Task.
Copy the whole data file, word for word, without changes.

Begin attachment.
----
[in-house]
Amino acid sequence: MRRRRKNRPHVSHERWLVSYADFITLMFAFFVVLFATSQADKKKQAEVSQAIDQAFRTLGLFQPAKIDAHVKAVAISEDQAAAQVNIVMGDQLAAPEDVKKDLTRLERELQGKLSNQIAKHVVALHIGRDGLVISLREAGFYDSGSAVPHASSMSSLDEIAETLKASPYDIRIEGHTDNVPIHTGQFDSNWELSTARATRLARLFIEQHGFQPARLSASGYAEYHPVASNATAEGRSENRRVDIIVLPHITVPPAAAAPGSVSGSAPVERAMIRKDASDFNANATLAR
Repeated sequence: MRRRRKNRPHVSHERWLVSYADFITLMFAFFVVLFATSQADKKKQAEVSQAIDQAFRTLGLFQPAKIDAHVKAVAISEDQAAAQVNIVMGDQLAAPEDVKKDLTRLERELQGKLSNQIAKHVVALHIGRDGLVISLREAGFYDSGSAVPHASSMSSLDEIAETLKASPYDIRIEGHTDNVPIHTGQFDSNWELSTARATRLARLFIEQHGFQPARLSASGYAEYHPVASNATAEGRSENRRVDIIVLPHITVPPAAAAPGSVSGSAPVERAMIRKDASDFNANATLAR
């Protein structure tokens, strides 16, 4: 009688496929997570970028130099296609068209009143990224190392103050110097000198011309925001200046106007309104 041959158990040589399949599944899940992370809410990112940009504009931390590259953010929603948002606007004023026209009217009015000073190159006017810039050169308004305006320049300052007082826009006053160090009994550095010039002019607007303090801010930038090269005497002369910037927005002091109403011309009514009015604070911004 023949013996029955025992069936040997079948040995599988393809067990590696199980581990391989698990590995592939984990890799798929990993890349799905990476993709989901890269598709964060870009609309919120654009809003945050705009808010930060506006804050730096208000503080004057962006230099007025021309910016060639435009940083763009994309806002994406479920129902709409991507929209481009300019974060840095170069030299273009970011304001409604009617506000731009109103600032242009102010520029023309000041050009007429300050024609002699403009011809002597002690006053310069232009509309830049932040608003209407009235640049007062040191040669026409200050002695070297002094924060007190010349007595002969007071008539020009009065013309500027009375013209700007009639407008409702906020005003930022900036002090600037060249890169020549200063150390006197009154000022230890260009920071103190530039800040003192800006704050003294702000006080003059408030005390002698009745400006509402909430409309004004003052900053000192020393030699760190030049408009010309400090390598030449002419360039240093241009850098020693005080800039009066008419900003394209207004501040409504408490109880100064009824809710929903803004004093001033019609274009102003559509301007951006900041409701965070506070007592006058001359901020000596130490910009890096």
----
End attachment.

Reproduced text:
[in-house]
Amino acid sequence: MRRRRKNRPHVSHERWLVSYADFITLMFAFFVVLFATSQADKKKQAEVSQAIDQAFRTLGLFQPAKIDAHVKAVAISEDQAAAQVNIVMGDQLAAPEDVKKDLTRLERELQGKLSNQIAKHVVALHIGRDGLVISLREAGFYDSGSAVPHASSMSSLDEIAETLKASPYDIRIEGHTDNVPIHTGQFDSNWELSTARATRLARLFIEQHGFQPARLSASGYAEYHPVASNATAEGRSENRRVDIIVLPHITVPPAAAAPGSVSGSAPVERAMIRKDASDFNANATLAR
Repeated sequence: MRRRRKNRPHVSHERWLVSYADFITLMFAFFVVLFATSQADKKKQAEVSQAIDQAFRTLGLFQPAKIDAHVKAVAISEDQAAAQVNIVMGDQLAAPEDVKKDLTRLERELQGKLSNQIAKHVVALHIGRDGLVISLREAGFYDSGSAVPHASSMSSLDEIAETLKASPYDIRIEGHTDNVPIHTGQFDSNWELSTARATRLARLFIEQHGFQPARLSASGYAEYHPVASNATAEGRSENRRVDIIVLPHITVPPAAAAPGSVSGSAPVERAMIRKDASDFNANATLAR
């Protein structure tokens, strides 16, 4: 009688496929997570970028130099296609068209009143990224190392103050110097000198011309925001200046106007309104 041959158990040589399949599944899940992370809410990112940009504009931390590259953010929603948002606007004023026209009217009015000073190159006017810039050169308004305006320049300052007082826009006053160090009994550095010039002019607007303090801010930038090269005497002369910037927005002091109403011309009514009015604070911004 023949013996029955025992069936040997079948040995599988393809067990590696199980581990391989698990590995592939984990890799798929990993890349799905990476993709989901890269598709964060870009609309919120654009809003945050705009808010930060506006804050730096208000503080004057962006230099007025021309910016060639435009940083763009994309806002994406479920129902709409991507929209481009300019974060840095170069030299273009970011304001409604009617506000731009109103600032242009102010520029023309000041050009007429300050024609002699403009011809002597002690006053310069232009509309830049932040608003209407009235640049007062040191040669026409200050002695070297002094924060007190010349007595002969007071008539020009009065013309500027009375013209700007009639407008409702906020005003930022900036002090600037060249890169020549200063150390006197009154000022230890260009920071103190530039800040003192800006704050003294702000006080003059408030005390002698009745400006509402909430409309004004003052900053000192020393030699760190030049408009010309400090390598030449002419360039240093241009850098020693005080800039009066008419900003394209207004501040409504408490109880100064009824809710929903803004004093001033019609274009102003559509301007951006900041409701965070506070007592006058001359901020000596130490910009890096």